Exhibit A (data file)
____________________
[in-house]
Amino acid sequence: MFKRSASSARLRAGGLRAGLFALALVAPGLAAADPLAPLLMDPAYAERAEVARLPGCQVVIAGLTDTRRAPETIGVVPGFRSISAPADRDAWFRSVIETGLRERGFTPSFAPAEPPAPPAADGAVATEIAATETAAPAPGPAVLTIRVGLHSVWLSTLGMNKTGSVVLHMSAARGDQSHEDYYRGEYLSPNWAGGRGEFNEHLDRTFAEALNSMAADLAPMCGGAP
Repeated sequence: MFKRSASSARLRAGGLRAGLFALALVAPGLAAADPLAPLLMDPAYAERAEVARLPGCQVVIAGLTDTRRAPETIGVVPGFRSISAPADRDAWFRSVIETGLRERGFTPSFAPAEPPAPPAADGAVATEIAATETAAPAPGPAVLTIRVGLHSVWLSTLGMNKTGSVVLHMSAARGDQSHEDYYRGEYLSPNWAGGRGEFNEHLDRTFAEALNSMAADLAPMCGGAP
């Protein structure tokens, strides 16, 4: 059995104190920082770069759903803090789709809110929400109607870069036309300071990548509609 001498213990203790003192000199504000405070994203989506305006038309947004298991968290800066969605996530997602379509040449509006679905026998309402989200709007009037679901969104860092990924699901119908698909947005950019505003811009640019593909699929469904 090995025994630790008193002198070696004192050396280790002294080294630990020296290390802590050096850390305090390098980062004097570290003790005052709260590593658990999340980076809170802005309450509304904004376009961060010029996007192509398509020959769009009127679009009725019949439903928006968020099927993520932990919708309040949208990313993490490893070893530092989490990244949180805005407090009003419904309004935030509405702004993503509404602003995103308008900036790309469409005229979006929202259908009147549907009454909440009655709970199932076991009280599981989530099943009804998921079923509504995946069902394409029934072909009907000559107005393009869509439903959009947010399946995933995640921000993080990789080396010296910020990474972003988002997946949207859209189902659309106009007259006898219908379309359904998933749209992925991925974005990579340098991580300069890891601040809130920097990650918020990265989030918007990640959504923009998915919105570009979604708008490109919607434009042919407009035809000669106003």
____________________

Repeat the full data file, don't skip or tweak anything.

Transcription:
[in-house]
Amino acid sequence: MFKRSASSARLRAGGLRAGLFALALVAPGLAAADPLAPLLMDPAYAERAEVARLPGCQVVIAGLTDTRRAPETIGVVPGFRSISAPADRDAWFRSVIETGLRERGFTPSFAPAEPPAPPAADGAVATEIAATETAAPAPGPAVLTIRVGLHSVWLSTLGMNKTGSVVLHMSAARGDQSHEDYYRGEYLSPNWAGGRGEFNEHLDRTFAEALNSMAADLAPMCGGAP
Repeated sequence: MFKRSASSARLRAGGLRAGLFALALVAPGLAAADPLAPLLMDPAYAERAEVARLPGCQVVIAGLTDTRRAPETIGVVPGFRSISAPADRDAWFRSVIETGLRERGFTPSFAPAEPPAPPAADGAVATEIAATETAAPAPGPAVLTIRVGLHSVWLSTLGMNKTGSVVLHMSAARGDQSHEDYYRGEYLSPNWAGGRGEFNEHLDRTFAEALNSMAADLAPMCGGAP
């Protein structure tokens, strides 16, 4: 059995104190920082770069759903803090789709809110929400109607870069036309300071990548509609 001498213990203790003192000199504000405070994203989506305006038309947004298991968290800066969605996530997602379509040449509006679905026998309402989200709007009037679901969104860092990924699901119908698909947005950019505003811009640019593909699929469904 090995025994630790008193002198070696004192050396280790002294080294630990020296290390802590050096850390305090390098980062004097570290003790005052709260590593658990999340980076809170802005309450509304904004376009961060010029996007192509398509020959769009009127679009009725019949439903928006968020099927993520932990919708309040949208990313993490490893070893530092989490990244949180805005407090009003419904309004935030509405702004993503509404602003995103308008900036790309469409005229979006929202259908009147549907009454909440009655709970199932076991009280599981989530099943009804998921079923509504995946069902394409029934072909009907000559107005393009869509439903959009947010399946995933995640921000993080990789080396010296910020990474972003988002997946949207859209189902659309106009007259006898219908379309359904998933749209992925991925974005990579340098991580300069890891601040809130920097990650918020990265989030918007990640959504923009998915919105570009979604708008490109919607434009042919407009035809000669106003």